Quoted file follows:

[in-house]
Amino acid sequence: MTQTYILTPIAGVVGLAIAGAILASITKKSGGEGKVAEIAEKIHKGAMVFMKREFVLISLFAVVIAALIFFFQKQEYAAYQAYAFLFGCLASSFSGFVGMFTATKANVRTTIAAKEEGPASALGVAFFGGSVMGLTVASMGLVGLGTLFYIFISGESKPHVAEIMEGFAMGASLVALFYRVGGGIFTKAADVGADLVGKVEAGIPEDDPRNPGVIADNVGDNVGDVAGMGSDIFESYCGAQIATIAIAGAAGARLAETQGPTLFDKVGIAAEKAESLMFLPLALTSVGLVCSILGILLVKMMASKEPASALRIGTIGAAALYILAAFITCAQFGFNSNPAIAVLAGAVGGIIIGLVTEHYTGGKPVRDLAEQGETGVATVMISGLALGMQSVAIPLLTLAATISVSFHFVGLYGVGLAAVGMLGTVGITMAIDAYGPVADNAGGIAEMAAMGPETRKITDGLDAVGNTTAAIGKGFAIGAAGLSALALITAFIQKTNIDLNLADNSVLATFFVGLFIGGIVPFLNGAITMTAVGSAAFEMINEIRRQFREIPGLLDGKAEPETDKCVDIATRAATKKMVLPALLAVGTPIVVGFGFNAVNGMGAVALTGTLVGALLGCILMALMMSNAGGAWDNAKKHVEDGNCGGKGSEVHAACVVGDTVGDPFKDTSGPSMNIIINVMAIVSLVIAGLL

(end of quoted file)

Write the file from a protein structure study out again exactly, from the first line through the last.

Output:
[in-house]
Amino acid sequence: MTQTYILTPIAGVVGLAIAGAILASITKKSGGEGKVAEIAEKIHKGAMVFMKREFVLISLFAVVIAALIFFFQKQEYAAYQAYAFLFGCLASSFSGFVGMFTATKANVRTTIAAKEEGPASALGVAFFGGSVMGLTVASMGLVGLGTLFYIFISGESKPHVAEIMEGFAMGASLVALFYRVGGGIFTKAADVGADLVGKVEAGIPEDDPRNPGVIADNVGDNVGDVAGMGSDIFESYCGAQIATIAIAGAAGARLAETQGPTLFDKVGIAAEKAESLMFLPLALTSVGLVCSILGILLVKMMASKEPASALRIGTIGAAALYILAAFITCAQFGFNSNPAIAVLAGAVGGIIIGLVTEHYTGGKPVRDLAEQGETGVATVMISGLALGMQSVAIPLLTLAATISVSFHFVGLYGVGLAAVGMLGTVGITMAIDAYGPVADNAGGIAEMAAMGPETRKITDGLDAVGNTTAAIGKGFAIGAAGLSALALITAFIQKTNIDLNLADNSVLATFFVGLFIGGIVPFLNGAITMTAVGSAAFEMINEIRRQFREIPGLLDGKAEPETDKCVDIATRAATKKMVLPALLAVGTPIVVGFGFNAVNGMGAVALTGTLVGALLGCILMALMMSNAGGAWDNAKKHVEDGNCGGKGSEVHAACVVGDTVGDPFKDTSGPSMNIIINVMAIVSLVIAGLL